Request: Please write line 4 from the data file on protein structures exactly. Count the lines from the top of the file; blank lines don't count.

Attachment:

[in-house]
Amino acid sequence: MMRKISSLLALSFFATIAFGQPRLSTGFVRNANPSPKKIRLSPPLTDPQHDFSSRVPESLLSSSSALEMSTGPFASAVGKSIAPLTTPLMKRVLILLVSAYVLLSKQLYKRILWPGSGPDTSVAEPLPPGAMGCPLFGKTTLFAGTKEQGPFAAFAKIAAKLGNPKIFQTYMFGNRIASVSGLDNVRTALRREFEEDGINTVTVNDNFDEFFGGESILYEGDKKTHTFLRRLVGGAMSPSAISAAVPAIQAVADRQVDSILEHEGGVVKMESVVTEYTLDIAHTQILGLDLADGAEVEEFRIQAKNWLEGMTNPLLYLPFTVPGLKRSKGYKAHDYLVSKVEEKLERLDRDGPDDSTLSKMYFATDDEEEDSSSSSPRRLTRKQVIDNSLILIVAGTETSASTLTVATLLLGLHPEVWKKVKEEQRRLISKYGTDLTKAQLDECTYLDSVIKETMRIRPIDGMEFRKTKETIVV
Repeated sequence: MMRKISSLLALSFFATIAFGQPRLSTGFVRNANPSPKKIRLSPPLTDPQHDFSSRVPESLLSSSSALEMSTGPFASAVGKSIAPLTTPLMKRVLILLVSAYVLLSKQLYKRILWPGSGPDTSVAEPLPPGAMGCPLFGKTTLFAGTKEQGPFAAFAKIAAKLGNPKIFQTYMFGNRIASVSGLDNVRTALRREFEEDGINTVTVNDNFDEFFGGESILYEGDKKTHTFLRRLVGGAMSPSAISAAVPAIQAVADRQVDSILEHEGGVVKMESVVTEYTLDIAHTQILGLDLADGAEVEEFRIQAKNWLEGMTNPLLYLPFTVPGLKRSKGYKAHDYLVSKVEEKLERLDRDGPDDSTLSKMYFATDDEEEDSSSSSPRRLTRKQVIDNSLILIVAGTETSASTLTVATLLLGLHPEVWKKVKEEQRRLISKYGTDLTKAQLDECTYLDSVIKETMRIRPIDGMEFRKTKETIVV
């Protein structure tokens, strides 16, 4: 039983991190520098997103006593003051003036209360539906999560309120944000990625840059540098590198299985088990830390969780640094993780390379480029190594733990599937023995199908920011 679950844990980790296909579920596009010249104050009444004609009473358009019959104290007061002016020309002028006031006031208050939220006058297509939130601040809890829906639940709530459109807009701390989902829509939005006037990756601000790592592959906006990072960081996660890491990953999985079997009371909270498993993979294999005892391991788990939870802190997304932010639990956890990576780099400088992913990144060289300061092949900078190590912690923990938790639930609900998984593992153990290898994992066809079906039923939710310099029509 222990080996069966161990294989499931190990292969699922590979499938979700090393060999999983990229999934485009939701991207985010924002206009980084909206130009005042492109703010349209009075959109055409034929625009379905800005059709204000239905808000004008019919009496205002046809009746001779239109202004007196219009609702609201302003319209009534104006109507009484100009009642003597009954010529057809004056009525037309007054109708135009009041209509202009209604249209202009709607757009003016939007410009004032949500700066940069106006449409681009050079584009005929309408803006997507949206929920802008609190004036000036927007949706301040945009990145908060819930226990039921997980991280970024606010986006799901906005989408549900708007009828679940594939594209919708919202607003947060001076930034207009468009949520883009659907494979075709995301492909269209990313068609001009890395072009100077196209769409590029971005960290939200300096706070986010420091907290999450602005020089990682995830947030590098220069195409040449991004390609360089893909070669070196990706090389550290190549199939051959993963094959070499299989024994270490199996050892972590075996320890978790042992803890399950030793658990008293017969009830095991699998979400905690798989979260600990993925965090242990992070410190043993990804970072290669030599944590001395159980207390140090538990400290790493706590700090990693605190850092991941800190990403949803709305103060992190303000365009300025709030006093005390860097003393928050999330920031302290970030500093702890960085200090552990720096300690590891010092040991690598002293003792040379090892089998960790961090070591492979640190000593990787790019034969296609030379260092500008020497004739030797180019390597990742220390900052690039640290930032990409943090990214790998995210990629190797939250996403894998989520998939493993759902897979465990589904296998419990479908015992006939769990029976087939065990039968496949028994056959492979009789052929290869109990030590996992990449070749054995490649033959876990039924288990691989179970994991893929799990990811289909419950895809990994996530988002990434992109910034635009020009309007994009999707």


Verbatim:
């Protein structure tokens, strides 16, 4: 039983991190520098997103006593003051003036209360539906999560309120944000990625840059540098590198299985088990830390969780640094993780390379480029190594733990599937023995199908920011 679950844990980790296909579920596009010249104050009444004609009473358009019959104290007061002016020309002028006031006031208050939220006058297509939130601040809890829906639940709530459109807009701390989902829509939005006037990756601000790592592959906006990072960081996660890491990953999985079997009371909270498993993979294999005892391991788990939870802190997304932010639990956890990576780099400088992913990144060289300061092949900078190590912690923990938790639930609900998984593992153990290898994992066809079906039923939710310099029509 222990080996069966161990294989499931190990292969699922590979499938979700090393060999999983990229999934485009939701991207985010924002206009980084909206130009005042492109703010349209009075959109055409034929625009379905800005059709204000239905808000004008019919009496205002046809009746001779239109202004007196219009609702609201302003319209009534104006109507009484100009009642003597009954010529057809004056009525037309007054109708135009009041209509202009209604249209202009709607757009003016939007410009004032949500700066940069106006449409681009050079584009005929309408803006997507949206929920802008609190004036000036927007949706301040945009990145908060819930226990039921997980991280970024606010986006799901906005989408549900708007009828679940594939594209919708919202607003947060001076930034207009468009949520883009659907494979075709995301492909269209990313068609001009890395072009100077196209769409590029971005960290939200300096706070986010420091907290999450602005020089990682995830947030590098220069195409040449991004390609360089893909070669070196990706090389550290190549199939051959993963094959070499299989024994270490199996050892972590075996320890978790042992803890399950030793658990008293017969009830095991699998979400905690798989979260600990993925965090242990992070410190043993990804970072290669030599944590001395159980207390140090538990400290790493706590700090990693605190850092991941800190990403949803709305103060992190303000365009300025709030006093005390860097003393928050999330920031302290970030500093702890960085200090552990720096300690590891010092040991690598002293003792040379090892089998960790961090070591492979640190000593990787790019034969296609030379260092500008020497004739030797180019390597990742220390900052690039640290930032990409943090990214790998995210990629190797939250996403894998989520998939493993759902897979465990589904296998419990479908015992006939769990029976087939065990039968496949028994056959492979009789052929290869109990030590996992990449070749054995490649033959876990039924288990691989179970994991893929799990990811289909419950895809990994996530988002990434992109910034635009020009309007994009999707």